Philippine authorities seized a haul of about 2,000 live geckos as part of a campaign to protect the lizard that is highly-valued in traditional Asian medicine, police said Wednesday.
Police and environment department officers seized the lizards, held in boxes, crates and cages, from a trading company in the southern port city of General Santos on Tuesday just before they were due to be shipped to Manila.
The head of the trading company said the geckos were going to be used as part of an organic farming project but police investigator Senior Superintendent Bert Ferro said they violated wildlife protection laws by acquiring them.
"At least 14 people, including (the owner) were arrested during the raid," Ferro added.
Regional wildlife protection chief, Zosimo Soriano said the animals would eventually be released into the wild.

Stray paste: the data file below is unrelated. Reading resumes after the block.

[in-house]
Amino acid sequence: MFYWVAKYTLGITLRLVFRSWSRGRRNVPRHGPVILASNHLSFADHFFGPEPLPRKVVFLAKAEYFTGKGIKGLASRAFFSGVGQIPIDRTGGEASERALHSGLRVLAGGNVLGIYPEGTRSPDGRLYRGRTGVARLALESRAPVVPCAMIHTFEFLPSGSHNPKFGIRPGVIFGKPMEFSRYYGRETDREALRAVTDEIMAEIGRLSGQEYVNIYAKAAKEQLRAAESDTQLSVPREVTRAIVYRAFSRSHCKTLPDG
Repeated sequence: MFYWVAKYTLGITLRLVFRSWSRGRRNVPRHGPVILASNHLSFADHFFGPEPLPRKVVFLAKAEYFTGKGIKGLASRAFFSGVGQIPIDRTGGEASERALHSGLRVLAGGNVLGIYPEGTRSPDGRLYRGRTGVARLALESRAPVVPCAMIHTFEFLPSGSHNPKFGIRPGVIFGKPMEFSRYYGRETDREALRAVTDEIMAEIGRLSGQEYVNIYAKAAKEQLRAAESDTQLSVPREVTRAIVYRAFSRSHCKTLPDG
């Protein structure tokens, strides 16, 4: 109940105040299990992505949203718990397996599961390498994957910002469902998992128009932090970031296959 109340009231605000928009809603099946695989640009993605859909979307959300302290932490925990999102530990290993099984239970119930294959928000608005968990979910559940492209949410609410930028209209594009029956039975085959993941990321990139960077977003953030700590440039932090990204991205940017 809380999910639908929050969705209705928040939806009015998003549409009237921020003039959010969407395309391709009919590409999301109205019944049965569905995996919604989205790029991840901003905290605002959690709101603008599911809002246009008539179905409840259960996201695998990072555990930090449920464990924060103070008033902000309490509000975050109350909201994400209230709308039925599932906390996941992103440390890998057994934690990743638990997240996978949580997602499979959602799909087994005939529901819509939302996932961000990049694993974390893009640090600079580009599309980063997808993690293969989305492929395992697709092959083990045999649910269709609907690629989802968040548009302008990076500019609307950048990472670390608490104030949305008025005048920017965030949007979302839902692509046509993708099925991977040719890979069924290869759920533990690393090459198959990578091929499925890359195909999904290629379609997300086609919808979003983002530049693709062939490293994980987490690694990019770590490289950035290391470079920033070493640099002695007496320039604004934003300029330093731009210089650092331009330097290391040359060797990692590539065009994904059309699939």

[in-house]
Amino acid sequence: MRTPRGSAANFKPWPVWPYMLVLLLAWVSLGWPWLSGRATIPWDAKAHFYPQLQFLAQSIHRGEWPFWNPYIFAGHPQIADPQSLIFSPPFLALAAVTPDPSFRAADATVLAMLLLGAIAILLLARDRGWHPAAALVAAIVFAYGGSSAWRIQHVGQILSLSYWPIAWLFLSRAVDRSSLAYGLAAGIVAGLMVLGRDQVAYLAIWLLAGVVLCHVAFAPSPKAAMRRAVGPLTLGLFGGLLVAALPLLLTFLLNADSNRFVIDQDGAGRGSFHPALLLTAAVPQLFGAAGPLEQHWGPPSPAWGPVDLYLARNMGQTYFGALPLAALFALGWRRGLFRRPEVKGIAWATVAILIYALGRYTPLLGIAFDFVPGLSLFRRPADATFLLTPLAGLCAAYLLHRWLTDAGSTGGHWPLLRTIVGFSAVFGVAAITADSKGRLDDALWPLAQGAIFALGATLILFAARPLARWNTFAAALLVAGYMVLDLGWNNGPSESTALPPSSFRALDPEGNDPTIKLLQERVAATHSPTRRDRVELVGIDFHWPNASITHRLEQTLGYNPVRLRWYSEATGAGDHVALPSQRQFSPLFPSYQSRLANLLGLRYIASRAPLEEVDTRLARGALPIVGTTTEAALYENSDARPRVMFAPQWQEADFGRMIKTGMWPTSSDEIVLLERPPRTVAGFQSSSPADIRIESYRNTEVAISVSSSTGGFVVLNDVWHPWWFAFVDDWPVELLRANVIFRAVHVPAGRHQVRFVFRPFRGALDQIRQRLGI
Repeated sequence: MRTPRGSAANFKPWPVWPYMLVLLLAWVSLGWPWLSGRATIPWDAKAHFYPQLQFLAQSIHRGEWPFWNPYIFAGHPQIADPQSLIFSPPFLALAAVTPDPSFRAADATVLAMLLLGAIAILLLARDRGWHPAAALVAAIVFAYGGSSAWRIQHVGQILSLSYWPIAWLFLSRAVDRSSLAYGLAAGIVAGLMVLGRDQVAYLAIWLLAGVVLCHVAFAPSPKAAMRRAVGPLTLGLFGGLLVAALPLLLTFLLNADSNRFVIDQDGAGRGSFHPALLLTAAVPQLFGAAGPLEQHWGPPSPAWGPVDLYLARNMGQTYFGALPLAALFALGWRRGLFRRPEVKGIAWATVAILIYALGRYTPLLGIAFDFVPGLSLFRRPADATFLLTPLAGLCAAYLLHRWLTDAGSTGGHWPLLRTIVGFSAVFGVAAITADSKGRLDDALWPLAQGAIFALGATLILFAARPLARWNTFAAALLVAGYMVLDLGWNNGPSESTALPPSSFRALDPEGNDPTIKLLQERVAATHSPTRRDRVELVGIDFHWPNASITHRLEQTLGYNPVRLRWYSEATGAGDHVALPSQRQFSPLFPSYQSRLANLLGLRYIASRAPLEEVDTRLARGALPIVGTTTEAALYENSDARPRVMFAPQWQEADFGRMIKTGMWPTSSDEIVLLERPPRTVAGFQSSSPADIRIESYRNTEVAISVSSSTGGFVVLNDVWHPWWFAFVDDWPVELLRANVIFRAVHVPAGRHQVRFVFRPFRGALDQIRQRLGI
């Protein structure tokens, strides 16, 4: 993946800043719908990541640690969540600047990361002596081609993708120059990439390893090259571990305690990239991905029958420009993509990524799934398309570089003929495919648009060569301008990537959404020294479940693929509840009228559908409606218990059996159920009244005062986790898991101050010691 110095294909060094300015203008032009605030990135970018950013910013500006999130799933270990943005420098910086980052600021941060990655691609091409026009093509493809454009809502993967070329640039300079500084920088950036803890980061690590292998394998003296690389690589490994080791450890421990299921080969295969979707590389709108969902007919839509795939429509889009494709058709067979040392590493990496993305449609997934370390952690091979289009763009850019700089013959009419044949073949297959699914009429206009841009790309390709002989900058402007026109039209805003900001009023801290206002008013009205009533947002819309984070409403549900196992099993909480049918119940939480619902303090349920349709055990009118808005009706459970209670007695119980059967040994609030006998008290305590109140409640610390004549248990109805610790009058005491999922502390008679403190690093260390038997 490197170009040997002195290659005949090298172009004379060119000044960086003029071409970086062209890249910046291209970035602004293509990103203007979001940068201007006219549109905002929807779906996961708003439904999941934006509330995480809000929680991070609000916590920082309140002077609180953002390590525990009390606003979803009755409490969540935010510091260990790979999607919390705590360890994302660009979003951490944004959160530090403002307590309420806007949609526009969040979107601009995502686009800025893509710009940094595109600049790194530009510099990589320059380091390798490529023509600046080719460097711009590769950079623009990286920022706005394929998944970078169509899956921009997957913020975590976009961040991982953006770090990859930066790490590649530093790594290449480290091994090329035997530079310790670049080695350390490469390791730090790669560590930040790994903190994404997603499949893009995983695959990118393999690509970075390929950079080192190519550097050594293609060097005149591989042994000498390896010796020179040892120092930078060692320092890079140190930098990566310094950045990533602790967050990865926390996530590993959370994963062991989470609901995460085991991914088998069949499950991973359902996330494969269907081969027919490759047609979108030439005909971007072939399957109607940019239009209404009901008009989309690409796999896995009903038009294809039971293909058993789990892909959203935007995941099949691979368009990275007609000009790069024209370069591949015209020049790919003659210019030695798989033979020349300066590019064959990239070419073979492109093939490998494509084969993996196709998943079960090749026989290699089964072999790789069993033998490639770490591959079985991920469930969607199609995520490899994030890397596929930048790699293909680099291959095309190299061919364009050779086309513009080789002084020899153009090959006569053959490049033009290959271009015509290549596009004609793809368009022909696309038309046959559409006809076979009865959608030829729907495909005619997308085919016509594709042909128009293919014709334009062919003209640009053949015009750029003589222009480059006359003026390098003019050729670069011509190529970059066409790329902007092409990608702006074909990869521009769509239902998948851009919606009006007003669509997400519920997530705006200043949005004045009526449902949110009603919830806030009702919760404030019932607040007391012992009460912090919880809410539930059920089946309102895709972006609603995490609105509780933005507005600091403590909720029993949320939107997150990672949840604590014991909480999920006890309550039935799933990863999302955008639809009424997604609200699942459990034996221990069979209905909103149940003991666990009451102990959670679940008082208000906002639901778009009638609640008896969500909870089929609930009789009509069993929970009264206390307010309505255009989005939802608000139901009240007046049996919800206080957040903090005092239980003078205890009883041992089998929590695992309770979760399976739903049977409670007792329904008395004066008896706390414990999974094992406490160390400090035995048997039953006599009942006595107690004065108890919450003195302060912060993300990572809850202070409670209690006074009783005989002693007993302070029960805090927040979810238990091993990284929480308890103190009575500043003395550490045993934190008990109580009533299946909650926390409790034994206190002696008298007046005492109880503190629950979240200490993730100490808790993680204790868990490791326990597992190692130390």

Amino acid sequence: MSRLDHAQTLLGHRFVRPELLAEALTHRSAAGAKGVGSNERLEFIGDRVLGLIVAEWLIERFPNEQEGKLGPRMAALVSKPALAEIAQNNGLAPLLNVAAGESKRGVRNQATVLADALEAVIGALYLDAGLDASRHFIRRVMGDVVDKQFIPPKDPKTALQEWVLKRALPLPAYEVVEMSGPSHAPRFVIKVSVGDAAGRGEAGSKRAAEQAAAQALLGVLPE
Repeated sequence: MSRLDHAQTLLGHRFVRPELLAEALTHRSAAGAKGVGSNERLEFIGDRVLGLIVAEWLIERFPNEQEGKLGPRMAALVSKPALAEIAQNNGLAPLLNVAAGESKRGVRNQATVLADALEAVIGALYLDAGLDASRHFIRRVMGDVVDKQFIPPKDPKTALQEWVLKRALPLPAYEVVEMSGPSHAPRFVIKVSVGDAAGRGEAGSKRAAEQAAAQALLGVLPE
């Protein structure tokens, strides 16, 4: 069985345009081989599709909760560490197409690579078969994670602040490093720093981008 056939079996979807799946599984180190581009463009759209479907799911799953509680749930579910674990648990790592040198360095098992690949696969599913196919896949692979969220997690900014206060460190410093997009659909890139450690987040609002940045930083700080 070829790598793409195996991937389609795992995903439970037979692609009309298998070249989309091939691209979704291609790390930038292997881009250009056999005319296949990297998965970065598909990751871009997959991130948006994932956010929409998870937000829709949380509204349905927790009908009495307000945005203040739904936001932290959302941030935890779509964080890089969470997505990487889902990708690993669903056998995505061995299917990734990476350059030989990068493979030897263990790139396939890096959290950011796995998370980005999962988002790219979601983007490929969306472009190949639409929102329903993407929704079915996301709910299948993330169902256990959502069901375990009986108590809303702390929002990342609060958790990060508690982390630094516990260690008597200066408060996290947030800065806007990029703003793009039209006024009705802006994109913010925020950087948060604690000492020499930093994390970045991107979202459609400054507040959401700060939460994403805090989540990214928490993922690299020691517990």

Demand for geckos from the Philippines has intensified in recent months as the Asia-wide alternative medicine trade ravaged the lizard's numbers in neighbouring Malaysia, the government warned in July.
Trapping, selling or exporting geckos, regarded by some Asians as cure-alls, is punishable by hefty fines and jail terms of up to four years.
Twenty-six gecko species are found only in the Philippines, which also has eight other varieties that are also found elsewhere, the department said.
Explore further: Activists urge protection of hunted gecko species